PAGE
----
If you’ve ever read the book “The Innovator’s Dilemma”, you would find that ofo and Mobike are typical examples of low-end disruption. When a large number of users actually don’t need more advanced and high-end products and services, they would love to quit using them when a cheaper and more low-end alternative appears. For high-end platforms, these users are also not their target, so there’s no need for them to compete with low-end alternatives.
In Chinese commuting market, Didi can provide great service and is just like a high-end platform. However, many people don’t need Didi’s cars to go to their destination all the time. All they need is a vehicle that is convenient and quick enough for them to the destination. Mobike and ofo emerged exactly to meet such need. As a matter of fact, ofo and Mobike, together with public transportation system in any cities, are enough to meet most people’s need for daily commuting.
However, there’s something fatal about low-end disruption. While low-end platforms will gradually evolve and win over high-end users, high-end platforms will gradually lose users at the bottom of their user base. After round of competition, high-end platforms might end up finding that they’ve become a truly high-end platform that only serve a minority of users. At that point, they will be not far away from their ultimate failure
Compared to convenience, people need lower price better. Only when the price is already low enough, they would care more about convenience.
One of the core reasons why Mobike and ofo rise is that they reform the parking pile. At this point, price is not the most importance thing, while convenience matters more to users.
While ofo adopts low-end bike (whose cost is a little over 200 RMB each), Mobike develops the bike itself (whose cost is said to be over over 2000 RMB). In the long run, ofo’s model might work more effectively than Mobike’s. For users, convenience matters more than anything else, so they would prefer to rent bikes nearby. If ofo and Mobike’s bikes at the same distance, then users might consider renting Mobike’s better bikes. Yet, in the bike-renting market, convenience is more important.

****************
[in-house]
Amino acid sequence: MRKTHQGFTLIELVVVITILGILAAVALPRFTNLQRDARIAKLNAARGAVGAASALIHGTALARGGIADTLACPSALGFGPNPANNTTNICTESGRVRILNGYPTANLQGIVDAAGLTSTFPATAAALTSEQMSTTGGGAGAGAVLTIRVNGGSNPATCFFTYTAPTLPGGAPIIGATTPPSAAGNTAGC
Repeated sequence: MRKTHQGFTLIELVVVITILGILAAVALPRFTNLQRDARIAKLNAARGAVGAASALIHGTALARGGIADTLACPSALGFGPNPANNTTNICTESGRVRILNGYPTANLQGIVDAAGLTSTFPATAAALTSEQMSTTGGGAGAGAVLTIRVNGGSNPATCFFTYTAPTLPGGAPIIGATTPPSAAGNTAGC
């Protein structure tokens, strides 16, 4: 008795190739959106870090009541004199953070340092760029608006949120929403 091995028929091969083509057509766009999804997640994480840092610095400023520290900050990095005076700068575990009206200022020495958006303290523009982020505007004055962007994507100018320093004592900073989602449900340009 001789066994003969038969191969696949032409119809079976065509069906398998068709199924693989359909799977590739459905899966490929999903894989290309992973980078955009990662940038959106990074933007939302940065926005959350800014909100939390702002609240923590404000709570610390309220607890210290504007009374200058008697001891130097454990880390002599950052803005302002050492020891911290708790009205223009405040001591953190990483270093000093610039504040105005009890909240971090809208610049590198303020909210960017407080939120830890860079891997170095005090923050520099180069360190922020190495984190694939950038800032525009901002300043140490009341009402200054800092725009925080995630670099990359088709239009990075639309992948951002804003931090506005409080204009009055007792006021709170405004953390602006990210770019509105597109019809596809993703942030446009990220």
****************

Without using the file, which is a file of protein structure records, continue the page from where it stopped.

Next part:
Moreover, although Mobike’s bikes have lots of fancy functions: they are not easy to break down, they don’t need blowing up, they can charge automatically and are thiefproof. However, these functions mean much more to investors than users. After all, users care more if it is easier to find bikes.
Many people have been complaining about ofo bikes’ lock. However, for a rapidly-developing company, it could only focus on core problems and leave minor details to time and money. Generally speaking, these minor details won’t influence their development too much.
Expansion and control
Still, bike-renting platforms need to be able to distribute resources effectively. Since supply is always lower than demand, market approaches become very important. When Uber started providing service, it created a very brilliant dynamic price mechanism called Surge Pricing. If my memory serves right, Didi introduced similar mechanism long after Uber.
To put it simply, dynamic price mechanism controls price based on demand and supply: when supply is higher than demand, the price will go down; when supply is lower than demand, the price will go up. Through this mechanism, users might find it very cheap to user Uber not in peak hour, while drivers will also be stimulated to pick orders in peak hours to make more money.
This is also true for the bike-renting market.
Currently, ofo still limits its service to college campuses. In the foreseeable future, it wi certainly begin to provide service in other scenarios. Mobike, however, dreams even bigger and aims to provide services in more cities across China. In comparison, ofo’s performance will certainly look better, but Mobike might have more influence on the market.